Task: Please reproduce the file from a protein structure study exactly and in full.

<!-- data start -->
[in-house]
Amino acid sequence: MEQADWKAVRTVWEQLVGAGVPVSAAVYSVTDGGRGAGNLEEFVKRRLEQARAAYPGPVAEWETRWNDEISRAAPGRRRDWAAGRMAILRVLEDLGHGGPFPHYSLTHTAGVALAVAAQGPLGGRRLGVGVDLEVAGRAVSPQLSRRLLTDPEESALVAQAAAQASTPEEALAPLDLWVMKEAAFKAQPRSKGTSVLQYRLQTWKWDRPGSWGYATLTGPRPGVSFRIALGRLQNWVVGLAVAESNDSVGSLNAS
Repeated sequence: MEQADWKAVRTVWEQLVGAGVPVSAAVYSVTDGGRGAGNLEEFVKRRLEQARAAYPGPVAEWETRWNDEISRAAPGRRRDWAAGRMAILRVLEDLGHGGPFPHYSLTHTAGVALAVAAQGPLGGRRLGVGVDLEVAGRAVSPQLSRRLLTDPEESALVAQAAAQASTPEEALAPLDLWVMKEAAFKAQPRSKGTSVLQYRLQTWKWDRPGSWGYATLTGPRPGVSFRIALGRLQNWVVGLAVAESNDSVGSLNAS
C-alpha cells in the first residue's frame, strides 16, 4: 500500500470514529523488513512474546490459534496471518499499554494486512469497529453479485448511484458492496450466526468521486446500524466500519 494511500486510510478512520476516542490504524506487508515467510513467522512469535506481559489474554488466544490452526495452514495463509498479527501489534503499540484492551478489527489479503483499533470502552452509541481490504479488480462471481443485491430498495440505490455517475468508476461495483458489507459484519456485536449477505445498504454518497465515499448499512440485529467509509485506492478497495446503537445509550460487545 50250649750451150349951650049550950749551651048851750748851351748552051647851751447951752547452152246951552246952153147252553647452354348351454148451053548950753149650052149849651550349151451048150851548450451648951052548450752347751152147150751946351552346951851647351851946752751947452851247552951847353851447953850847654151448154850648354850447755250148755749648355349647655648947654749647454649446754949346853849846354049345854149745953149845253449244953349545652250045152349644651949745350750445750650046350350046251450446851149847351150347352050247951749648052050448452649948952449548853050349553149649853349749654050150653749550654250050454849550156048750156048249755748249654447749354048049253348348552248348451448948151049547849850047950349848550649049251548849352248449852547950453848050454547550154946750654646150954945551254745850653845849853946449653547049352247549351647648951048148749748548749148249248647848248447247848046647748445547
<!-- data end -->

[in-house]
Amino acid sequence: MEQADWKAVRTVWEQLVGAGVPVSAAVYSVTDGGRGAGNLEEFVKRRLEQARAAYPGPVAEWETRWNDEISRAAPGRRRDWAAGRMAILRVLEDLGHGGPFPHYSLTHTAGVALAVAAQGPLGGRRLGVGVDLEVAGRAVSPQLSRRLLTDPEESALVAQAAAQASTPEEALAPLDLWVMKEAAFKAQPRSKGTSVLQYRLQTWKWDRPGSWGYATLTGPRPGVSFRIALGRLQNWVVGLAVAESNDSVGSLNAS
Repeated sequence: MEQADWKAVRTVWEQLVGAGVPVSAAVYSVTDGGRGAGNLEEFVKRRLEQARAAYPGPVAEWETRWNDEISRAAPGRRRDWAAGRMAILRVLEDLGHGGPFPHYSLTHTAGVALAVAAQGPLGGRRLGVGVDLEVAGRAVSPQLSRRLLTDPEESALVAQAAAQASTPEEALAPLDLWVMKEAAFKAQPRSKGTSVLQYRLQTWKWDRPGSWGYATLTGPRPGVSFRIALGRLQNWVVGLAVAESNDSVGSLNAS
C-alpha cells in the first residue's frame, strides 16, 4: 500500500470514529523488513512474546490459534496471518499499554494486512469497529453479485448511484458492496450466526468521486446500524466500519 494511500486510510478512520476516542490504524506487508515467510513467522512469535506481559489474554488466544490452526495452514495463509498479527501489534503499540484492551478489527489479503483499533470502552452509541481490504479488480462471481443485491430498495440505490455517475468508476461495483458489507459484519456485536449477505445498504454518497465515499448499512440485529467509509485506492478497495446503537445509550460487545 50250649750451150349951650049550950749551651048851750748851351748552051647851751447951752547452152246951552246952153147252553647452354348351454148451053548950753149650052149849651550349151451048150851548450451648951052548450752347751152147150751946351552346951851647351851946752751947452851247552951847353851447953850847654151448154850648354850447755250148755749648355349647655648947654749647454649446754949346853849846354049345854149745953149845253449244953349545652250045152349644651949745350750445750650046350350046251450446851149847351150347352050247951749648052050448452649948952449548853050349553149649853349749654050150653749550654250050454849550156048750156048249755748249654447749354048049253348348552248348451448948151049547849850047950349848550649049251548849352248449852547950453848050454547550154946750654646150954945551254745850653845849853946449653547049352247549351647648951048148749748548749148249248647848248447247848046647748445547